The trick is to know how much is really enough for you. When you start to reach the point where you feel overwhelmed with choices, or you can’t remember what you already have, you’re getting too much. When you find yourself coming across things you haven’t used in ages (or ever), you’re getting too much. These are warning signs that it’s time to stop accumulating stuff and maybe even start purging so you get down to a level where you are getting reasonable use out of your stuff.

Stuff that’s never used is a waste of money and space. It’s also mentally tiring because you might constantly berate yourself every time you see those items piled up but not getting used. Try living with less and you’ll likely discover that the stuff you keep gets used to its fullest. You’ll save money, feel better, and have more free space in your house.

(Photo courtesy of garryknight)

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7 Responses to The Paradox of Stuff: Own Less, Use More

  1. jay says:

    Agree 100% How many times do you hear someone say they “need” a bigger place because of their things? Think of how much money, time, thought is wasted trying to organize all that stuff….
    Learn to enjoy empty spaces.

  2. JD says:

    Exactly, still reducing stuff.

  3. Teresa says:

    I fight the more memtality every day! I am slowing winning the battle, one day at a time!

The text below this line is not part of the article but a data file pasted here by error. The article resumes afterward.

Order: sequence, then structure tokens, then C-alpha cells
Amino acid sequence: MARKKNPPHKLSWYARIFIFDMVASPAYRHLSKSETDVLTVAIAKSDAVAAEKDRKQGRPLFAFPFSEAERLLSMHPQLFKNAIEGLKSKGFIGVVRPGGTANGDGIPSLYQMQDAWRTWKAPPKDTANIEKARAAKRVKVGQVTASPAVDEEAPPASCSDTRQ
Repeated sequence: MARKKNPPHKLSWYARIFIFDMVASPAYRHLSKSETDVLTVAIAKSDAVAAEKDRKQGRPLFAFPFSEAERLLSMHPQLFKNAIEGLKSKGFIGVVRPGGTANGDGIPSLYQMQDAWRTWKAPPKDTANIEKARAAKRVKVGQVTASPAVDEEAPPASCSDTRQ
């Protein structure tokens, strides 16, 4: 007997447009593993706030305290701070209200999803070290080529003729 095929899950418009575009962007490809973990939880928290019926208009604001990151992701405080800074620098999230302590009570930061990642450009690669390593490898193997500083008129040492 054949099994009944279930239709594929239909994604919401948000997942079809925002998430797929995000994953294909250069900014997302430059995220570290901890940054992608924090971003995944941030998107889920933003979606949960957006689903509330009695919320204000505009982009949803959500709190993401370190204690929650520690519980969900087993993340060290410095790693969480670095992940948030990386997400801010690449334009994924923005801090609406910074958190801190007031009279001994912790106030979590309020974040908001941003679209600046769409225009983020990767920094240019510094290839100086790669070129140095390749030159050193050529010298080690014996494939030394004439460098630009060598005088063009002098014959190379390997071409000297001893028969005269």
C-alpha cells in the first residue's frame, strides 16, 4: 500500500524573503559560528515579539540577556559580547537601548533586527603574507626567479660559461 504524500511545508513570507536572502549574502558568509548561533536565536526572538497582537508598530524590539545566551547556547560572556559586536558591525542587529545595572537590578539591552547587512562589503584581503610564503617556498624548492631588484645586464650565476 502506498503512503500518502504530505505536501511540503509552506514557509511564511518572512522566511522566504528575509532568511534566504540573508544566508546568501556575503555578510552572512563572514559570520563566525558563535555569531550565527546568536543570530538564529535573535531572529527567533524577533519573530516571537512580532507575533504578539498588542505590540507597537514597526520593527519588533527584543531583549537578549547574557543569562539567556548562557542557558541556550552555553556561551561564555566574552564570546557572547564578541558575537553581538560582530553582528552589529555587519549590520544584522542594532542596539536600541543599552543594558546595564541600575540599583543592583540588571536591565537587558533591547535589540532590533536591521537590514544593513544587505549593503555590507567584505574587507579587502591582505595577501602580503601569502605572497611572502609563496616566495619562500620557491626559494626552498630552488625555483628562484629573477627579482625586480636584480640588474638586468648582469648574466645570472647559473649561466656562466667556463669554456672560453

4. Aleta says:

    I have been of the same mind of owning 2 of everything in case one breaks. I’m getting better about that. Am also starting to put on Craigslist and garage sales items that I’ve had for many years that need to move on and to simplify my life. I feel that by owning less; you clean less, and less items to occupy your mind and space. I think that you think better when there is less clutter or things around.

  5. Jen says:

    I have decided to cut all unnecessary spending this month because I realized I was just buying so much stuff! I know that I have everything I need and plenty of what I want. I have very limited space and not a huge budget. I really don’t feel like I’m missing out by not buying random things that cross my mind that I “need.” If at the end of the month I still feel strongly that there is something that I’d really like to have, maybe it’s worth having. I also found that this extra spending cut is giving me the chance to look at how much I already own and donate what I can and throw away the rest. It’s been a great experience so fare and I highly recommend it!

  6. Gailete says:

    I have plenty of everything. The only thing I would like more of is shoes that fit and are comfortable. I’ve been wearing the same pair of sandals all summer (and most of the spring and fall) for 11 years now. They are pretty worn out looking and my sneakers are really uncomfortable. I would just once like to step my toes into even a fraction of the amount of shoes most woment own, but alas my foot size and knee replacements don’t leave me much options. For the rest, yep I can happily get rid of lots of stuff!

  7. Diane says:

    This is all true! I’ve been decluttering for years and I’m still not done, but I’m much more careful about what I buy now. I don’t want to own more things I’ll have to get rid of later… I know exactly what clothes I own and they are all things that fit & that I like & wear. I have limited shoes & purses, but I use them all. It’s worth the effort to own less & use more!